Remembering Greek shadow actor and painter, Evgenios Spatharis

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On this day we remember the well-known shadow actor and painter Evgenios Spatharis, who was born in Kfissia, Athens in 1924. Shadow acting involves cut-out figures being made into puppets and projected on a screen.

Evgenios Spatharis is the son of Sotiris Spatharis who was a famous puppeteer. He was heavily interested in his father’s works, despite the unwillingness from his father, who wanted his son to be an architect. Spatharis’ first public performances were during the German occupation of Greece and would use heroic figures to spark confidence and strength in the population. The Germans found out about this performance and arrested and interrogated him. However, he managed to perform to the German soldiers, through an old connection. The Germans were so thrilled with the performance that instead of imprisoning him, they sent him to Germany to perform.

Spatharis was also famous for the creation of the Karagiozis performance. The puppet lived during the Ottoman Empire, was a hunchback, and due to being poor found obscure and cheeky ways to make money.

Spatharis eventually delved into painting and he has over 50 of his works in exhibitions, also collaborating with the likes of Manos Hadjidakis, Rallou Manou and Melina Merkouri.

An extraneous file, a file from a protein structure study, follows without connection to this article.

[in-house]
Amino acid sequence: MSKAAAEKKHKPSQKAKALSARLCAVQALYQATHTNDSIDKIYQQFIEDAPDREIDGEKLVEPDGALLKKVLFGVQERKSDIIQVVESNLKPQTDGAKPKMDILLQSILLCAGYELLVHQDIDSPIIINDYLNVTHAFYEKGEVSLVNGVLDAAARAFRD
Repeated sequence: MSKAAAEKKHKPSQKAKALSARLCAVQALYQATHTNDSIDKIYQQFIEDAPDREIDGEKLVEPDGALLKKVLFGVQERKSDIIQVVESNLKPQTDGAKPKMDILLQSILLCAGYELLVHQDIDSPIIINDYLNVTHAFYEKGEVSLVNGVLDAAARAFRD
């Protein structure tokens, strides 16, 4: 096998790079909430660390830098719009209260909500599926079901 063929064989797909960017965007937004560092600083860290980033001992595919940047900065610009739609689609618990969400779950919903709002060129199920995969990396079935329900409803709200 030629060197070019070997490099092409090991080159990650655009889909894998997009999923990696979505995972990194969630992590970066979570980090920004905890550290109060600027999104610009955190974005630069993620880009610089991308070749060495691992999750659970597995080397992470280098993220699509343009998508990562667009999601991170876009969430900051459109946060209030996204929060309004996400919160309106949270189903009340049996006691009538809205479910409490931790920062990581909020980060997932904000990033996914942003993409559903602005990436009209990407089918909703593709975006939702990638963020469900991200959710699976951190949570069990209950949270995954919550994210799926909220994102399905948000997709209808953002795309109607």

Spatharis was a member of the Chamber of Artists of Greece, as well as the UNESCO International Theatre Institute. In 1962, he was awarded the Rome Prize, and in 1978 the Toscanini award. These accolades are two of many that he received over his lustrous career. In 2007, he was attributed to the ‘Grand Master’ by the Greek Culture ministry due to his extensive contribution to art.

Spatharis was invited to an event at the Goethe Institut in Athens on the 6th of May, where he was intending to give a lecture. He fell down the stairs and obtained a serious head injury on the way to the lecture room. He was transported to KAT hospital and unfortunately passed away 3 days later on the 9th of May.

His legacy lives on through his art gallery, which he opened up in 1991 and named the ‘Spathario Museum’. It displays some of his finest works and he is acclaimed to be a crucial figure of the Greek shadow acting industry and of cultural life as a whole.

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